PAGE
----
College-bounder defender E.J. Emery could be best mobile shutdown defender in 2024 NHL Draft

Photo credit:Sergei Belski-USA TODAY Sports
Ryan Pike
1 month ago
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In every draft class, there are players with exciting stat lines filled with gaudy offensive numbers. It’s easy to see the value in those players – scoring is massively important when it comes to winning games – and it’s easy to get excited about them as prospects.
But defending is almost as important as scoring, though a little bit less exciting and less easy to pinpoint by stat lines alone. When it comes to high-end defenders, college-bound blueliner E.J. Emery might be one of the best examples of a modern, mobile shutdown defender in the 2024 NHL Draft class.

Scouting report

Eric Emery was a CFL linebacker who played briefly for the B.C. Lions, Calgary Stampeders and Ottawa Roughriders during the 1980s. His son, E.J., was born in Surrey, B.C. in March 2006. He’s a right shot defender listed at 6’3″ and 185 pounds.
As Daily Faceoff’s Steven Ellis noted, E.J. Emery having an American father (and Canadian mother) provided him with some unique options.
Emery’s parents still live in British Columbia, where he was born and raised. But Emery’s dad being American (with EJ’s hometown on the USNTDP website saying Compton, California), allowed him to suit up for one of the top hockey programs in the world. Emery was drafted 65th overall by the Saskatoon Blades, but he had his eyes set on heading to Plymouth if he ended up getting selected by USA Hockey.
After playing high-end hockey in B.C. and a season at the Yale Hockey Academy, Emery headed to join the U.S. National Development Program in 2022. He’s spent two seasons with the U.S. National Team, not really moving the needle massively on the offensive side of the ice, but showing off how well he can defend. He’s also represented the United States at the World Under-17 Challenge and the Under-18 World Championship. He’s headed to the University of North Dakota in the fall.
In February, Dobber Prospects’ Hadi Kalakeche broke down Emery’s game in his scouting report:
Emery’s drop in our rankings from 27th to 43rd is based on two factors: other prospects have elevated their game, and Emery hasn’t as much over the past three months. Since our last rankings, Emery has only logged three points in 11 games, and although offense is not what he is known for, you want to see at least some form of adaptation to get more pucks to dangerous areas, and we just haven’t. A fantastic skater with some of the best rush defending tools in this draft, Emery is still worth a shot as a second-rounder — he’s exploring with offense, though, which bodes well for his future on a second pair. If he can’t figure out what works and what doesn’t, there’s still a role for him as a bottom-pair rush specialist in the NHL.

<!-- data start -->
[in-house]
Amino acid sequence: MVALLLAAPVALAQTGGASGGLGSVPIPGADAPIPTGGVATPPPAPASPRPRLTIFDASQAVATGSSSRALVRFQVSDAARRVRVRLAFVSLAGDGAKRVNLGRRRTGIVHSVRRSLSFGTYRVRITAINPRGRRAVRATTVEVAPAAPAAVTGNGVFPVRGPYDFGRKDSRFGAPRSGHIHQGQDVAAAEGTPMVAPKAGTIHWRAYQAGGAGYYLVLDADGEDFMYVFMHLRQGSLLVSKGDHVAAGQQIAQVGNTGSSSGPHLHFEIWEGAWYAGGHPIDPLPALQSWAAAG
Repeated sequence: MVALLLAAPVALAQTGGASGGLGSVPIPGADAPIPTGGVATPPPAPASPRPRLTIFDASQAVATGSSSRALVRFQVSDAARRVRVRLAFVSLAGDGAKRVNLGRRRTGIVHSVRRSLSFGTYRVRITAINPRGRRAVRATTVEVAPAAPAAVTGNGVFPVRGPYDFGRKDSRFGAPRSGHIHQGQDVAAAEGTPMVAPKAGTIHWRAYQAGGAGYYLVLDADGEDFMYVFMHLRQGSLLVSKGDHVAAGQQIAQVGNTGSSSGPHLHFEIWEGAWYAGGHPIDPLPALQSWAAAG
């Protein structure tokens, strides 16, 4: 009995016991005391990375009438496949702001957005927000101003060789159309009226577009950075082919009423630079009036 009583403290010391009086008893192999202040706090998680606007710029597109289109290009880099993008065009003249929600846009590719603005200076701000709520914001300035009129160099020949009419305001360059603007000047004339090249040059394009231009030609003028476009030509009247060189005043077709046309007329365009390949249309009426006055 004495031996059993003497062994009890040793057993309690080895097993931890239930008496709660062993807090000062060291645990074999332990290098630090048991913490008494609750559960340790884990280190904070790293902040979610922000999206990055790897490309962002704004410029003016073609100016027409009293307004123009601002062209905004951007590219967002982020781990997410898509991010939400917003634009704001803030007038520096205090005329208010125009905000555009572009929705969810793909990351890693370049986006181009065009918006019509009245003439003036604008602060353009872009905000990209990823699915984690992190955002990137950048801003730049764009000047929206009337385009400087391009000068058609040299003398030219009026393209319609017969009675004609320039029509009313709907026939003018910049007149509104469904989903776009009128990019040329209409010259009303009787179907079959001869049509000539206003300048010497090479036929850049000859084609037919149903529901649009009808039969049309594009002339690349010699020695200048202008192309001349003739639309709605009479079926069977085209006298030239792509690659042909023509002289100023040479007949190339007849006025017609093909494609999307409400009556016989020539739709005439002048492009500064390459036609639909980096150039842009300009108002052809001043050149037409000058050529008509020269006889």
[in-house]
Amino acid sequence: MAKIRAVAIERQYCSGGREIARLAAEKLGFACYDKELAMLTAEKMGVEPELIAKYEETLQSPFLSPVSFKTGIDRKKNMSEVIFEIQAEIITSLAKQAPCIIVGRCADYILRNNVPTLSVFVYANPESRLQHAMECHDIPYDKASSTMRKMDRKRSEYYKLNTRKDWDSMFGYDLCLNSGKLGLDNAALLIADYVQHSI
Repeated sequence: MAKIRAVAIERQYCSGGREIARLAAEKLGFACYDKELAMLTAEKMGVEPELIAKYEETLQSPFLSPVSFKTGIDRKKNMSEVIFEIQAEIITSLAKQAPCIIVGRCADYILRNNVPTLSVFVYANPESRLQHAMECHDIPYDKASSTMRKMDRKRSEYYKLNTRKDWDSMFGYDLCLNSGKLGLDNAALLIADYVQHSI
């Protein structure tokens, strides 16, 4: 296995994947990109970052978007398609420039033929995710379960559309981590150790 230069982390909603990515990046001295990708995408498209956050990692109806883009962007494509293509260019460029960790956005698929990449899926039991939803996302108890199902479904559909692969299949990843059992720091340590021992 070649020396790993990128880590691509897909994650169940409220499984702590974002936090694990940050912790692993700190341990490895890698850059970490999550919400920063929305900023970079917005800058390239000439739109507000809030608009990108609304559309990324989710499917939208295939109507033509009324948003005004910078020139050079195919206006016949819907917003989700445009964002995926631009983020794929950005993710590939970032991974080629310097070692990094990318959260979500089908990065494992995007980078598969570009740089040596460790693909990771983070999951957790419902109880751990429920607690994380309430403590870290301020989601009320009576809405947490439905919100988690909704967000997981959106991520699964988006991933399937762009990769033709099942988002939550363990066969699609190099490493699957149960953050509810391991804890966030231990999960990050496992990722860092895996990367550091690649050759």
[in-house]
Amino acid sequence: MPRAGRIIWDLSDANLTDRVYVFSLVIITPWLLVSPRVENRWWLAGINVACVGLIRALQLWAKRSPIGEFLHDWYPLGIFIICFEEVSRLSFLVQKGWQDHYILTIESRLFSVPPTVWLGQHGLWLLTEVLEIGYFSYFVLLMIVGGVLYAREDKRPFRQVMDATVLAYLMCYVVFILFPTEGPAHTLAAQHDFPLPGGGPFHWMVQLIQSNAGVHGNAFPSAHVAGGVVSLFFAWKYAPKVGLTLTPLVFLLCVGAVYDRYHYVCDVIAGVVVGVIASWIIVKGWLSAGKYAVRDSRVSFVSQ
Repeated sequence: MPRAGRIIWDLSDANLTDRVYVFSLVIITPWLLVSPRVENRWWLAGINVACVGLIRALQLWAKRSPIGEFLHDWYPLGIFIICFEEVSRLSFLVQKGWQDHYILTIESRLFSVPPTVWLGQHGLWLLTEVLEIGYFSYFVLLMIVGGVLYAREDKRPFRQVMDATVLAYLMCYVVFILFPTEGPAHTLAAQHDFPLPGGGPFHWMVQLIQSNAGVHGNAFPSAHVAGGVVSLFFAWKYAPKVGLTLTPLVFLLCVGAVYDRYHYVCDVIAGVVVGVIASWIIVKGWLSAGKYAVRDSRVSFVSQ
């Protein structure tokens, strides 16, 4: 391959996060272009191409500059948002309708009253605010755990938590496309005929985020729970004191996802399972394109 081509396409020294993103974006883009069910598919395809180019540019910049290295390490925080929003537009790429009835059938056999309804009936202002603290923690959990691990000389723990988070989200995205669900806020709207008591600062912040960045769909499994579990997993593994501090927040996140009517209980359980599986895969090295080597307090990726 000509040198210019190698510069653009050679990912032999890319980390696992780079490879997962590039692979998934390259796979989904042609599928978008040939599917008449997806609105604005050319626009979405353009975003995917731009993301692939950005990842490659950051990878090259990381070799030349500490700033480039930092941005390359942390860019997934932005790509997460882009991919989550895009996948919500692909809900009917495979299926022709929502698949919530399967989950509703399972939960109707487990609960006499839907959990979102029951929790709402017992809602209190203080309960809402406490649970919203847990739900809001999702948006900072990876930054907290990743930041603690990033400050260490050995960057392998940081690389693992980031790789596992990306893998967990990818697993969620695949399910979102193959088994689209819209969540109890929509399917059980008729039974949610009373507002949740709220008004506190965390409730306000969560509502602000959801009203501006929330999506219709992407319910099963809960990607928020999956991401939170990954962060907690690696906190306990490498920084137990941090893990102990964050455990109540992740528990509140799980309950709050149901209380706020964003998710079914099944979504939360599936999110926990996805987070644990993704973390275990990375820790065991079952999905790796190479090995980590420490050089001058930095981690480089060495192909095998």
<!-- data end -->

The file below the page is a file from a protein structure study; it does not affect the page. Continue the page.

In his May rankings, Ellis provided a brief rundown of Emery’s game at Daily Faceoff:
The son of former CFL linebacker Eric Emery, EJ has the size and strength to make himself useful in the NHL one day. I thought his performance at the U-18s only helped his stock in a big way – by all accounts, I thought he was the best defenseman. He skates well for a 6-foot-3 defender and does a tremendous job of cutting off angles, even on the bigger ice in international tournaments. The North Dakota commit isn’t too active on the scoresheet, but you can pair him with someone who is and he’ll be the rock that keeps things calm.
Is Emery an offensive dynamo? Nope. Can he skate well and defend well using his size and speed? Yep! Emery doesn’t necessarily project as a player that will solve your team’s offensive woes, but he could be an important part of a team because of what he does well – and you could argue that he could be an excellent complimentary piece for a team that has some offensive-minded guys with some holes in their defensive game.

The numbers

Emery had 16 assists (and zero goals) in 61 games this past season with the U.S. National Development Program’s under-18 team. He also had six assists (and zero goals) in seven games at the Under-18 World Championships, winning silver with Team USA.
His last goal was scored on March 24, 2023 against the Dubuque Fighting Saints.

Availability and fit

If you’re the Flames, it’s not hard to imagine Emery playing on the right side of offensive-minded defensive partners like Etienne Morin or Jeremie Poirier. Heck, based on Emery’s mobility, imagine him playing with Oliver Kylington, too. The stylistic fit is really strong – Emery projects as a better skater than the Flames’ more defensive-minded blueliners – but you’d love to see a bit more scoring out of Emery as he develops.
In terms of availability, though, the picture gets a bit fuzzier. On some rankings, Emery’s a first-rounder – Ellis and Craig Button each have him 17th, while McKeen’s has him 20th and FC Hockey has him 24th. On other rankings, he’s an early second-round player. If you average it out, he’s a late first-rounder, and a player that could be around when the Flames select at 28th overall with Vancouver’s first-rounder from the Elias Lindholm trade. But a team ahead of them could also see Emery’s unique value and select him before the Flames have a chance.

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